Several days' worth of energy storage for the entire planet is still an extremely large quantity of batteries, but it is well within the range of what is feasible to produce over the next two decades as the disruptions proceed. Once the batteries are produced, their stock can largely be recycled over time. This means the raw materials requirement for battery stock will exhibit a large one-time pulse during the initial build out, followed by a much lower requirement for ongoing upkeep.

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Does the scarcity of raw materials needed to make lithium-ion batteries mean that we won’t be able to build enough batteries for our energy demands?
No. There is no fundamental shortage of raw materials. Lithium, cobalt, manganese, nickel and other metals are relatively abundant on the Earth's crust. History shows that there are virtually no examples where supply failed to meet demand.

The highest-quality ores are of course finite, but mining can target lower-quality ores as economic incentives necessitate.

Proven reserves (commonly cited as the limiting quantity) only reflect exploration and production to date. Actual materials in place are vastly larger, and recoverability depends on technological and economic factors—both of which change dramatically in favor of production when demand creates the necessary incentive.

There are no historical examples of supply failing to meet demand for materials that are not scarce. Gold, platinum, and gemstones are fundamentally scarce in a way that the metal ingredients in lithium-ion batteries are not. Cobalt, for example, is at least 10,000 times more abundant than gold, but only 50 times more cobalt is produced each year (about 123,000 tonnes) than gold (about 3,200 tonnes) at present.

Temporary supply shortages around material bottlenecks do occur. These shortages spark additional investment in exploration and production whenever market demand signals that additional supply is needed.

Grid storage applications don’t require high-performance lithium-ion batteries, and can instead use types of batteries that use only abundant materials. There are six major lithium-ion battery chemistries in commercial production today; lithium cobalt oxide, lithium manganese oxide, lithium iron phosphate, lithium nickel manganese cobalt oxide, lithium nickel cobalt aluminium oxide and lithium titanate. Lithium itself actually comprises only a small fraction of the battery’s mass–typically less than 5%. Cobalt, manganese, and nickel types are the highest-performance chemistries at the moment, and these are also the least-abundant metals. Iron, phosphorus, aluminum and titanium are abundant.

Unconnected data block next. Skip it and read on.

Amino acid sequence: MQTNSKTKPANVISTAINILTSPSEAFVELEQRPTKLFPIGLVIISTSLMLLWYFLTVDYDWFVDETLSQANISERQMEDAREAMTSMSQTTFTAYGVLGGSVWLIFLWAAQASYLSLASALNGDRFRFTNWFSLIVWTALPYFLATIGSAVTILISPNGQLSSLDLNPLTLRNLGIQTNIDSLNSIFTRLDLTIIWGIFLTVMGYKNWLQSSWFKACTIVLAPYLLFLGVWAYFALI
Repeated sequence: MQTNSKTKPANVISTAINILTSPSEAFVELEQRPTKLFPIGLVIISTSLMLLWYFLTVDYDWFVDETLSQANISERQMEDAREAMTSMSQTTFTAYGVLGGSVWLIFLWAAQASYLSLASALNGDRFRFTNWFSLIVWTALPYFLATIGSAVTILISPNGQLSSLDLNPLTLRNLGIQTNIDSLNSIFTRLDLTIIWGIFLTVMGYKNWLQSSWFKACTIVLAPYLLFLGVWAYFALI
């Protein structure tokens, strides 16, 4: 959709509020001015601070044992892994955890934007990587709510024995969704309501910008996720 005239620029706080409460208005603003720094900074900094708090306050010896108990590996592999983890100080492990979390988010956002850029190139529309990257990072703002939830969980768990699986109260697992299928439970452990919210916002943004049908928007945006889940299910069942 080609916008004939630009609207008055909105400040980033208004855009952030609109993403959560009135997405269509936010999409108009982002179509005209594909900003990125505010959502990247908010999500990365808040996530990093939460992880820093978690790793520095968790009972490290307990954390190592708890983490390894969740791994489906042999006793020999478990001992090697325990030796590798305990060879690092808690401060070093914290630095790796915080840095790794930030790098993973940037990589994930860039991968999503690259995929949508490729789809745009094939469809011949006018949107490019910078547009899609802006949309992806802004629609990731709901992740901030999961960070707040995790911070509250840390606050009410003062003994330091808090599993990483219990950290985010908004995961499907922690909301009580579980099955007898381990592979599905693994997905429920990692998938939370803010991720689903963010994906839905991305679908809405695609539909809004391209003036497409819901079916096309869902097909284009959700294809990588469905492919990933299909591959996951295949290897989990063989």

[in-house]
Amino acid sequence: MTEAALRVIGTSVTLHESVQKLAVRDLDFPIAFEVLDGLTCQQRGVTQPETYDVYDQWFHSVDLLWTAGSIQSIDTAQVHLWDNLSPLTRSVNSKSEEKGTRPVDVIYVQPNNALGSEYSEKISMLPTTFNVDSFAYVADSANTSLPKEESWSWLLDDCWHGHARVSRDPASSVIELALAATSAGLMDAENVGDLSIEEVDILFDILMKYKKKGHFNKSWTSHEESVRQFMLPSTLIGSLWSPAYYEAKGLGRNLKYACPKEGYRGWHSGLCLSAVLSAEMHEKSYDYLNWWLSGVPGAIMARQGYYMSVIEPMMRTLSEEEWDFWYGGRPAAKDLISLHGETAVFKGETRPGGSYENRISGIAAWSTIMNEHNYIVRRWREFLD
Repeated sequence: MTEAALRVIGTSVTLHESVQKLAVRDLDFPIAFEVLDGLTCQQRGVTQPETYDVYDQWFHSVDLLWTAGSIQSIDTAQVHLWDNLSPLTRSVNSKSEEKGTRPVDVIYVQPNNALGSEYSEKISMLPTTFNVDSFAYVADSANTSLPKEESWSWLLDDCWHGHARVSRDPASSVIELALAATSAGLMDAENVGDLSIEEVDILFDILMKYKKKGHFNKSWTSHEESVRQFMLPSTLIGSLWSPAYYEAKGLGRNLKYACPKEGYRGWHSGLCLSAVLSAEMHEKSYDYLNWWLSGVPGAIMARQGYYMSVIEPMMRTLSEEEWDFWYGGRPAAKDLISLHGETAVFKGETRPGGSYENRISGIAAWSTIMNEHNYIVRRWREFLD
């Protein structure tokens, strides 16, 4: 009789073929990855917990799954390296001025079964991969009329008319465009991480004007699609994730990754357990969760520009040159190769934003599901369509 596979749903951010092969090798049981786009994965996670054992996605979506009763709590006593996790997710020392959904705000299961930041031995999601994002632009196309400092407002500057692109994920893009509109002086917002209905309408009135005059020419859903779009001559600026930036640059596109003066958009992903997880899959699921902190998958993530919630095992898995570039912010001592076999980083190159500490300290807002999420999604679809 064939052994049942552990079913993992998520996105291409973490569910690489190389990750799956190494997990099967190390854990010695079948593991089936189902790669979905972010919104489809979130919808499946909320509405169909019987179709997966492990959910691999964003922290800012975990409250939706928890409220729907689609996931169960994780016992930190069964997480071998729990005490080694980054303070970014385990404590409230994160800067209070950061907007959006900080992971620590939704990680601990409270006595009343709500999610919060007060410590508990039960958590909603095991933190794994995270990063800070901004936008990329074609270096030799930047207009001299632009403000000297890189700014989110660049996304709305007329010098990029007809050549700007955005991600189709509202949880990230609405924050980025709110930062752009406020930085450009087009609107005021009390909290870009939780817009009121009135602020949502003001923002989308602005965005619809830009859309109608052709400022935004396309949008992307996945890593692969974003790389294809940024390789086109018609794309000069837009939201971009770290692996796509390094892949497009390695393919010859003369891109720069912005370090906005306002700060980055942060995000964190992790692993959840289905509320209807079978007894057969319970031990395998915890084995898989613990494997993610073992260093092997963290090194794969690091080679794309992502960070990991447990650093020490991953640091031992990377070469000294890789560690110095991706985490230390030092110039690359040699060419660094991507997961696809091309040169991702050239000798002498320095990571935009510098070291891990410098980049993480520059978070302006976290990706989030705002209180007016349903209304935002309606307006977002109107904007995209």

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Can we build batteries fast enough to maintain exponential growth of renewables and EVs?
Yes. Battery supply will be the limiting factor to deployment of renewables and EVs. However, the demand from these sectors will create massive incentive to ramp up battery supply.

Tesla decided to build the first gigafactory when it realized there wasn’t enough global capacity to meet their own demand for batteries. Since starting Gigafactory 1 in Nevada in 2016, dozens of other major factories have been built, and more are in the pipeline. The planned capacity for battery production is approaching the TWh/year scale.

Battery supply will be the limiting factor, or bottleneck, for the deployment of renewables and EVs. But by the same token, the enormous demand from those sectors will create massive incentives to ramp up battery supply. This bottleneck will therefore constrain but not prevent the disruption.

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Myth: Switching to clean technologies will be expensive, and the cost of converting to an electrified civilization is more than the cost of maintaining the current system.
False. Switching to clean technologies will save money.

The reason why disruptions happen in the first place is because the new technologies outperform the older ones in terms of cost and capability, and therefore outcompete them on a purely economic basis. (Watch this video to learn more about Disruptions from Adam Dorr, Director of Research at RethinkX)

Disruptions would not occur if the new technologies were not overwhelmingly cost-competitive. It therefore follows that adopting the new technologies will cost less, not more, than continuing with older technologies. And this is purely in economic terms, without including the environmental, social, health and other externalized costs of fossil fuels and combustion engine vehicles.

The costs and capabilities of SWB have been consistently improving for several decades. Since 2010, solar PV capacity costs have fallen nearly 90%%, onshore wind capacity costs have fallen more than 50% and lithium-ion battery capacity costs have fallen over 90%.

These cost improvements are consistent and predictable, and each of the technologies will continue to traverse a remarkable experience curve throughout the 2020s. SWB will be overwhelmingly competitive on a purely economic basis in all regions by 2030.

Read the full answer here